European Equities: The Futures Point to a Positive Open with no Stats to Rock the Boat…
The mini-rally continued in what became a gravity-defying act, with the CAC40 and EuroStoxx600 gaining 2.55% and 2.51% respectively to lead the way. The DAX30 saw a more modest 1.28% gain on Thursday as the majors rebounded from early losses.
Hope prevailed on the day as the markets bet on the stimulus package to support the U.S economy and U.S workers. The move came in response to the U.S weekly jobless claims figures.
Closer to home, updates on the coronavirus were certainly market negative, however.
The number of deaths in Spain surpassed those in China, with the number of cases in the U.S jumping by 10,000 in a single day.
Early in the Asian session, the DAX had been in positive territory before hitting reverse ahead of the European open.
Concerns over whether the US$2tn stimulus package will be enough likely contributed to the downside.
It was a quieter day on the Eurozone economic calendar on Thursday. German GfK Consumer Climate Index for April was in focus along with the ECB’s Economic Bulletin.
In April, Germany’s GfK Consumer Climate Index tumbled from 9.8 to 2.8 in April. Economists had forecast fall to 7.1.
According to the April GfK report,
- At 2.7 points, the index fell to its lowest level since May 2009.
- Consumers are preparing for tough times ahead, with the Economic Expectations sub-Index falling by 20.4 points to -19.2 in March. This was the lowest figure since August 2012…
- Income expectations took a sharp decline, with the Income Expectations Indicator falling by 13.4 points to 27.8. This was the lowest level since March 2013.
- Reduced working hours and concerns over the unstable employment situation and rising unemployment numbers weighed.
- Consumers also tightened the purse strings, with the Propensity to Buy Indicator sliding by 22.2 points to 31.4 points. This was the lowest figure since June 2013.
The survey was taken between 4th and 16th March, which was before there was a marked acceleration in the spread of the virus.
From the ECB, the Economic Bulletin did little to change the mood. Salient points from the March Bulletin included:
- Annual real GDP is projected to increase by 0.8% in 2020 and by 1.3% in 2021 and 1.4% in 2022.
- Compared with December 2019, real GDP for 2020 was revised down by 0.3 percentage points and by 0.1 percentage points for 2021. The revisions were mainly attributed to the coronavirus pandemic.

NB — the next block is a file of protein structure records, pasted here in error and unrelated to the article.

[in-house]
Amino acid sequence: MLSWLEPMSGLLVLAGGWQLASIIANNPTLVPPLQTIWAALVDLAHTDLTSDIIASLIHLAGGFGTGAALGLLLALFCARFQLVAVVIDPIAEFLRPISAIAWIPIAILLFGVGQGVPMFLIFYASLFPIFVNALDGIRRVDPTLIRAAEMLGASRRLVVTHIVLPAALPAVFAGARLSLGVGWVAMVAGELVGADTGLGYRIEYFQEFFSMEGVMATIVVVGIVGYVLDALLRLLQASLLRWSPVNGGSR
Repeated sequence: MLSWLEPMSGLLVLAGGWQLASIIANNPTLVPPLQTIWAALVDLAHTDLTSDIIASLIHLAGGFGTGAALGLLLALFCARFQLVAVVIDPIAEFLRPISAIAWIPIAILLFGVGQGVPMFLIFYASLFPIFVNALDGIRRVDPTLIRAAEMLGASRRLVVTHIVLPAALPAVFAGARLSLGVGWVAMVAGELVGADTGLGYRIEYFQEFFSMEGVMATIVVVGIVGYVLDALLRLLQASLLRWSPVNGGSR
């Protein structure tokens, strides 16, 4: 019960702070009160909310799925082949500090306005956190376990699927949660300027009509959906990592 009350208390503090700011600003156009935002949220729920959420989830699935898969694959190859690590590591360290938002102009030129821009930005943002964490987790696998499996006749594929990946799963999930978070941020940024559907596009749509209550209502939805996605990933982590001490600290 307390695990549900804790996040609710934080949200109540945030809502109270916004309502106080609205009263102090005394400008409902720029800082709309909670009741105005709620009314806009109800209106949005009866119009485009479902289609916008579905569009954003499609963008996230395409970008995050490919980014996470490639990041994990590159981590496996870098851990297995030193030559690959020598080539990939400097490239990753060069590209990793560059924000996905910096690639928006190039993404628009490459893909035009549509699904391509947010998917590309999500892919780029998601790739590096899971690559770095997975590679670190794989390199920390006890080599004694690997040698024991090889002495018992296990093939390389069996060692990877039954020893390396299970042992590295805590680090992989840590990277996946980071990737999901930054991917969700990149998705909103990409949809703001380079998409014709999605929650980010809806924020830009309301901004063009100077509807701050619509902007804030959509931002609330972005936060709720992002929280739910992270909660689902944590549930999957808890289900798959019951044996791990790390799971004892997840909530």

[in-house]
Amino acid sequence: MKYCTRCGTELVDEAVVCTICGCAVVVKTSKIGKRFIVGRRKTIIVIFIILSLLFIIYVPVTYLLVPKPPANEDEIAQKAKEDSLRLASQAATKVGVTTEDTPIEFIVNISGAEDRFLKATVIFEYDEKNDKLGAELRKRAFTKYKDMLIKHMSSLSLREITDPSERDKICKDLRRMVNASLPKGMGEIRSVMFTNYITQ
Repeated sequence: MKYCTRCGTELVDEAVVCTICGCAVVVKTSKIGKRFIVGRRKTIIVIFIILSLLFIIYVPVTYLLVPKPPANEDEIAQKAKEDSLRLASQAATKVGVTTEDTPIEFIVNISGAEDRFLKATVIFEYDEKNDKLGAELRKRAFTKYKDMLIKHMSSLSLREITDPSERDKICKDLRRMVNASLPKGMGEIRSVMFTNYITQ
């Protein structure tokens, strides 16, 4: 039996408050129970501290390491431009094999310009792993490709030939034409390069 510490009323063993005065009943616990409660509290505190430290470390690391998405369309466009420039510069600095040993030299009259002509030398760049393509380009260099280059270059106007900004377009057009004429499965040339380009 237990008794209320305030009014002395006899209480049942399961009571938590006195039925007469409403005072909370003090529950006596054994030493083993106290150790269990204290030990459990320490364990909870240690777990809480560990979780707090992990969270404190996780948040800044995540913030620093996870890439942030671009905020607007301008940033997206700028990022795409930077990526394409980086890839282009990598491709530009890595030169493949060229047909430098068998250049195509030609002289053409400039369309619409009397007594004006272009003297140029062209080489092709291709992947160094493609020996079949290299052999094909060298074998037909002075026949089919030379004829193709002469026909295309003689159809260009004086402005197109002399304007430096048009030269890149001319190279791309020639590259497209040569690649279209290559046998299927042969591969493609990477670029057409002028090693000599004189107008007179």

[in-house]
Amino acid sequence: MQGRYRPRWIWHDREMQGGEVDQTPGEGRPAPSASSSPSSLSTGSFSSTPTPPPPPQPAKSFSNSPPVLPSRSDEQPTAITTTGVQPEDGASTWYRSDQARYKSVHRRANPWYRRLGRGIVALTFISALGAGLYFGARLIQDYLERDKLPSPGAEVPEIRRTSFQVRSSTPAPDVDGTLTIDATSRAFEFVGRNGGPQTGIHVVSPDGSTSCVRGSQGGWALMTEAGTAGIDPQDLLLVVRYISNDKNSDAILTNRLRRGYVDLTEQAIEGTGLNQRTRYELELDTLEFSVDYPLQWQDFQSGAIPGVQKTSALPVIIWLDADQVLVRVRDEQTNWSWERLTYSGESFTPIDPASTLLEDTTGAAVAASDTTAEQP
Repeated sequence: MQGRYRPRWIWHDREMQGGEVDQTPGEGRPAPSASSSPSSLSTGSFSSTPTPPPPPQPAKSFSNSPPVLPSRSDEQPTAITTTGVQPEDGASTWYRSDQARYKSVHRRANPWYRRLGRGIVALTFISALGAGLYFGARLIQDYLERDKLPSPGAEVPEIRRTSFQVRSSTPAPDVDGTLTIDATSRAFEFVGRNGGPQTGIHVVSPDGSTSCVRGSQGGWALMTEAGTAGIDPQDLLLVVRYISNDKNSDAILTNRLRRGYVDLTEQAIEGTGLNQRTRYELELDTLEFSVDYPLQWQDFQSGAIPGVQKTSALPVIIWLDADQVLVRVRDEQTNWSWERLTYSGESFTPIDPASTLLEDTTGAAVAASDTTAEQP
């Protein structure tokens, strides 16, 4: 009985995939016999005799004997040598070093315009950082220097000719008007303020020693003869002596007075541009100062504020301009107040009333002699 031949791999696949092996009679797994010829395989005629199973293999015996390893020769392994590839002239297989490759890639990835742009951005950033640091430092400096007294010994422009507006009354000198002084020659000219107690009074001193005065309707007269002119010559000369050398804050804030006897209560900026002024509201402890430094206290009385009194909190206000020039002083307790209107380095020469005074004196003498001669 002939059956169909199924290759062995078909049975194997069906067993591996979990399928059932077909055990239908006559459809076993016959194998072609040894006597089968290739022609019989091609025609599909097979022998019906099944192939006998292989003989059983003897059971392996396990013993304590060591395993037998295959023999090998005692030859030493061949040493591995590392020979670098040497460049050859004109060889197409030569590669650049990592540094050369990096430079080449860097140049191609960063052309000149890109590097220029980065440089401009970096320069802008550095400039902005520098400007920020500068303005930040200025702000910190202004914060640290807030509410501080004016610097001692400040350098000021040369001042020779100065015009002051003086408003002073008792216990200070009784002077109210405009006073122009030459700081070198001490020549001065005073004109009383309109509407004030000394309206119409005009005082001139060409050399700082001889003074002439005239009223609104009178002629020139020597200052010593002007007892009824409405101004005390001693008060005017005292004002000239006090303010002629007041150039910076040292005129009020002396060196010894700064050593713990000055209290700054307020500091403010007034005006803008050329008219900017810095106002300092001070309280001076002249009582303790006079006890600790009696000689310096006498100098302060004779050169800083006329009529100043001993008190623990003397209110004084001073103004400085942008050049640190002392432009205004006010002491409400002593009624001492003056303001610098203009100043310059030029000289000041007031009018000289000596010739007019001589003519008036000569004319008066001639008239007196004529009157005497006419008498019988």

- Risks surrounding the euro area growth outlook are clearly on the downside.
- The spread of the coronavirus adds a new and substantial source of downside risk to the growth outlook, in addition to risks related to geopolitical factors, rising protectionism, and vulnerabilities in emerging economies.
- Inflation expectations are also negative, attributed to a sharp decline in current and future oil prices.
- Annual HICP inflation is projected to ease to 1.1% in 2020, 1.4% in 2021 and 1.6% in 2022.
From the U.S
It was all eyes on the weekly initial jobless claims numbers, which were certainly eye-watering. Initial jobless claims surged to 3.283m, which was incomparable to a previous high 650k hit back in the 1980s. Economists had forecast a rise of just 1.650m.
There was little interest in the rest of the stats that included finalized 4th quarter GDP numbers and February trade data.
The Market Movers
For the DAX: It was another mixed day for the auto sector. Daimler bucked the trend on Thursday, with a 0.91% loss. It was bullish for the rest of the sector, however. Continental led the way, rallying by 3.99%. BMW and Volkswagen also found further support, rising by 2.41% and 0.54% respectively.
It was also a mixed day for the banks, with Commerzbank rising by 2.71%, while Deutsche Bank slipped by 0.17%.
Deutsche Lufthansa ended the day flat.
From the CAC, it was another bullish day for the banks. BNP Paribas rallied by 3.27% to lead the way, with Credit Agricole and Soc Gen rising by 0.24% and 2.17% respectively.
The auto sector also found further support, with Peugeot and Renault rising by 2.36% and 5.78% respectively.
Air France-KLM avoided the red once more with a 0.08% gain. Airbus SE surged by 20.46% off the back of a 7.2% gain on Wednesday.
On the VIX Index
The downward trend on the VIX resumed on Thursday, with a 4.61% fall reversing 2 consecutive days in the green. Following a 3.7% gain from Wednesday, the VIX ended the day at 61.0.
Economic data from the U.S failed to spook the markets, in spite of the weekly jobless claims figures surging by more than 3m.
Hope over despair delivered support to the U.S equity markets, which ultimately weighed on the VIX on the day.
The dire jobless claims figures for last week came in the wake of the Senate eventually passing the Stimulus Bill.
On the day, the S&P500 rallied by 4.29%, with the Dow and NASDAQ not far behind.
The Day Ahead
It’s a particularly quiet day ahead on the Eurozone economic calendar, with no material stats due out of the Eurozone to provide direction.
A lack of stats will leave the majors in the hands of the news wires. The markets will continue to eye the coronavirus numbers. For now, the question will likely be whether central banks and governments have done enough.
EU member states will need to do more to find common ground in a bid to combat the virus. A virtual EU Summit on Thursday failed to deliver, as divisions across member states resulted in a deadlock. Expect any further chatter to influence.
From the U.S, personal spending and inflation figures for February will likely have a muted impact. Finalized Consumer Expectation figures for March could garner some interest, however.
Ahead of the European, February industrial profit numbers out of China could set the tone early in the day.
In the futures markets, at the time of writing, the DAX was up by 57.5 points, with the Dow up by 37 points.